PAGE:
Attempted murder with eyewitness

Opossum

The oppossum was about again this evening. He (or she – you can tell sex by size, but there’s overlap, and the measurements I’ve read are in weight, not length, which is difficult to gauge without picking the animal up) actually showed up late afternoon, when there was still a couple of hours of daylight left. I spotted him sitting on a low branch in the crabapple tree behind the house, near the feeders, just chillin’. Perhaps waiting for dusk? We put out some wet cat food near the base of the tree where he would eventually need to come down to. He let me get exceptionally close, perhaps five or six feet, and just kept an eye on me. I really hope he’s finding enough to eat. I know from my experience working with wild birds that it’s often hard to judge a malnourished animal simply based on appearance, sometimes all the layers of fur or feathers can disguise their actual body shape (ever washed a cat? They go from looking like a robust, sleek predator to a rather good imitation of the proverbial drowned rat).

Dark-eyed Junco

When I arrived at my parents’ this morning, there were birds singing. Even though we got another dump of snow over the weekend and the snowbank at the foot of the driveway is now probably 7 feet high, and Mom has dug laneways (they’re more than just paths, they’re bordering on tunnels) into the foot-and-a-half of snow around the feeders (I’m sure there’s more snow below, but it’s been compacted enough to walk on), and the temperature today was below freezing… despite all that, it felt like spring was on the air, and the birds seemed to sense it. Chickadees were singing their typical “fee-bee” song (I’ve always thought it sounded more like “hee-hoo”, but that’s what most field guides say, anyway). Several juncos were singing their beautiful bell-like trill, the first juncos I’ve heard singing this spring (mark it on the calendar!). Even the nuthatch was getting into it by adding his fast “ainh-ainh-ainh-ainh-ainh!” interspersed between his slower “ainh, ainh, ainh” calls. The juncos were staying rather well hidden in the spruce trees when I went out to try to capture one singing. This was the best photo I could manage, which would actually have been decent if it weren’t for the twigs in front of his face. That’s bird photography for you.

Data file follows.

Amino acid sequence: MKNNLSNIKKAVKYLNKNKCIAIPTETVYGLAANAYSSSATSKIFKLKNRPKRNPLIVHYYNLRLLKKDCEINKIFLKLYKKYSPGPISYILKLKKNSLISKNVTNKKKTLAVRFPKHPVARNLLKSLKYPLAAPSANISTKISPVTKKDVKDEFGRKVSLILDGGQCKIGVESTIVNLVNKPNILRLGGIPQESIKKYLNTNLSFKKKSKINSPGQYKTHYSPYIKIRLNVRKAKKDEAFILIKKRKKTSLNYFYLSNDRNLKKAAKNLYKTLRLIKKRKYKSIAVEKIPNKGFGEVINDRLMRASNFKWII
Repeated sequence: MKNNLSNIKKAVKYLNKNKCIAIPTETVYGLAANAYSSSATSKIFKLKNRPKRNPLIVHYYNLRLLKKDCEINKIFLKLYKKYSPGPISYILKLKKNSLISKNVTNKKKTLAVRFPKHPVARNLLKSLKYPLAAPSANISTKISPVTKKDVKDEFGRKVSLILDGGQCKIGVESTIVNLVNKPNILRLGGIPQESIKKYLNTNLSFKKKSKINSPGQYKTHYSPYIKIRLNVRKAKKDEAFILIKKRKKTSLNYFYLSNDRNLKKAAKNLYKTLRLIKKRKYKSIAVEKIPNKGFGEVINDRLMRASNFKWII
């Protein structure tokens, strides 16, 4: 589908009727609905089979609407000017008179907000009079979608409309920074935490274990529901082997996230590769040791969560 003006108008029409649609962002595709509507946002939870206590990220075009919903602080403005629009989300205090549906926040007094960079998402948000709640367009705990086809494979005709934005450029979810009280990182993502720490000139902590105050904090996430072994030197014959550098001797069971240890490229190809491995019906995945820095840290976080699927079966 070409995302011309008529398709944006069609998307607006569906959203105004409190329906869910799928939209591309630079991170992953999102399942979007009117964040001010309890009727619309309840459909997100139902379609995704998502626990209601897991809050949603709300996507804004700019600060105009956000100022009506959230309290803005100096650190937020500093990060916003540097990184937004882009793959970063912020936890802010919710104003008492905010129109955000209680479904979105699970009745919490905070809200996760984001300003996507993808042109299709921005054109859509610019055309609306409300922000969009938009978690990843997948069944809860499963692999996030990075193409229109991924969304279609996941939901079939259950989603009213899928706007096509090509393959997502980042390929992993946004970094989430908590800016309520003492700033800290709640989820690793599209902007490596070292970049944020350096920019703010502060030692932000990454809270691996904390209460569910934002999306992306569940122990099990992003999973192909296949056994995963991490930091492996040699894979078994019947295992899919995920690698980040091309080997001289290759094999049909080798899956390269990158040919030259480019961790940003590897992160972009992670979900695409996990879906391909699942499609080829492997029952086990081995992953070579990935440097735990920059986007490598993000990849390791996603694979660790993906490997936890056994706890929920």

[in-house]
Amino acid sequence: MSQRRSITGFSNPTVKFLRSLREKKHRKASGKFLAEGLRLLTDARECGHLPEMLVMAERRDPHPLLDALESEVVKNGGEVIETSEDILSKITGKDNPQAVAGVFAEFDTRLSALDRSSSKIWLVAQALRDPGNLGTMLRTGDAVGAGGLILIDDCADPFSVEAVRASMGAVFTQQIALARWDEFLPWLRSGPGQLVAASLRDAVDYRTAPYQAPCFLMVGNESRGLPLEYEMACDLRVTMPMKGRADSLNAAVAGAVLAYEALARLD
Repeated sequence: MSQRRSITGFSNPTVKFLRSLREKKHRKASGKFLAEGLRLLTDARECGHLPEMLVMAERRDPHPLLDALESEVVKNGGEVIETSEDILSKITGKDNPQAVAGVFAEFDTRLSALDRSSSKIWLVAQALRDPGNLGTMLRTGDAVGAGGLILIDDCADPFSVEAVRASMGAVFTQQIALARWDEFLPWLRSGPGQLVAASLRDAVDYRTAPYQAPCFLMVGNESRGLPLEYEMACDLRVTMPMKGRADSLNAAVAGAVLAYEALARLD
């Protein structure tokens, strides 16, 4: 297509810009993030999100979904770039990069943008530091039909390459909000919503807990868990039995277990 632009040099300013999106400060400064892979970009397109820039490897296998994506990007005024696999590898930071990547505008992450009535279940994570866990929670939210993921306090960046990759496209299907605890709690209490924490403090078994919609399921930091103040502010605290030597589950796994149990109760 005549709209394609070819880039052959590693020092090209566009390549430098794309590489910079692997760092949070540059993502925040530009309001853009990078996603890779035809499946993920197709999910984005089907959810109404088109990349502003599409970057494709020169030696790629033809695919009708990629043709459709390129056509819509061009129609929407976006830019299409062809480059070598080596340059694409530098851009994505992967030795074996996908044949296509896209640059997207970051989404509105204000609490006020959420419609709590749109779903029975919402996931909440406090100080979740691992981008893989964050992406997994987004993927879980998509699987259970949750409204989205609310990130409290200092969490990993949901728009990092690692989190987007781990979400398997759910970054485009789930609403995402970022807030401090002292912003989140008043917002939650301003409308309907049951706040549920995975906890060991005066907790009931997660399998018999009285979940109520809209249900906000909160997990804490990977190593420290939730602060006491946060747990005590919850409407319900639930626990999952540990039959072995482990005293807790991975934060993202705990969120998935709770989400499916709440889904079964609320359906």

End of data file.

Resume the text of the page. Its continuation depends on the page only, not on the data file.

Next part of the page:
Bowl of Zick dough

I made Zick dough yesterday, and brought it with me to put out this morning when I arrived. My mom had a little dish that had originally housed hens-and-chickens one summer, but which was later used for birdseed, and then retired. It seemed appropriate for putting the suet dough out in, so I filled the bowl up and put it out in the middle of the feeder array. This is what it looked like all day. I may try moving it closer to one of the active feeders in the hopes of attracting some attention tomorrow. It may help that they’re calling for (yet more) snow tomorrow morning.

My dad was heading out this evening when he heard some screaming coming from behind the house, and glanced over just in time to witness an aborted murder attempt (a caution that the following images may not be suitable for everyone, although there’s very little in terms of graphic detail).

Weasel attack on rabbit

I went out with my camera to see if I could reconstruct the crime scene. The first thing I noted was the location where the attack had taken place. Fairly evident from the deep impressions in the snow, and a couple tufts of fur sitting lightly on the surface. Looking closer, some speckles of blood, but not a lot. I see some rabbit tracks to one direction, but it’s difficult to discern the tracks of the predator. Evidently a light-footed creature, but its identity is a mystery.

The deeper impressions in the snow look like the rabbit was forced onto its side, but it’s hard to tell. You can see what might be the marks of a face and ear one one side of the elongated body shape, and a long tail mark to the other side. But it’s not distinct, and I’m only guessing.

Weasel attack on rabbit

Looking at the tracks coming in, it appears the rabbit was coming from the shelter of the spruce trees across the open snow with the intent of picking up the packed-down trail at the side of the barn and following that. The other tracks, what little I can see, seem to suggest that the predator was lying in wait just behind a hole at the bottom of the barn door, and leapt out to great the rabbit as it approached. The rabbit put the brakes on in an attempt to turn tail, but wasn’t fast enough, and was pushed onto its side, where the predator managed to tear out a bit of fur. My dad coming out of the house at a rather inopportune time startled the predator and the rabbit’s life was spared by some rather lucky timing. Although, by the same token, the predator was denied its meal by some rather unlucky timing.

Weasel tracks?

That would be about all I’d be able to tell just from the tracks in the snow. However, add in the eyewitness account of my dad, and the predator is revealed to be a weasel in its sleek white winter coat. I am very sad that I missed seeing the whole drama, not least of all because of the characters involved. I’ve only ever seen a weasel once, also in winter, as a long, narrow, white flash zipping across the road. Not much of a look. I’m not sure we’ve had a record of a weasel at my parents’, either. If we have, it would’ve been many years ago.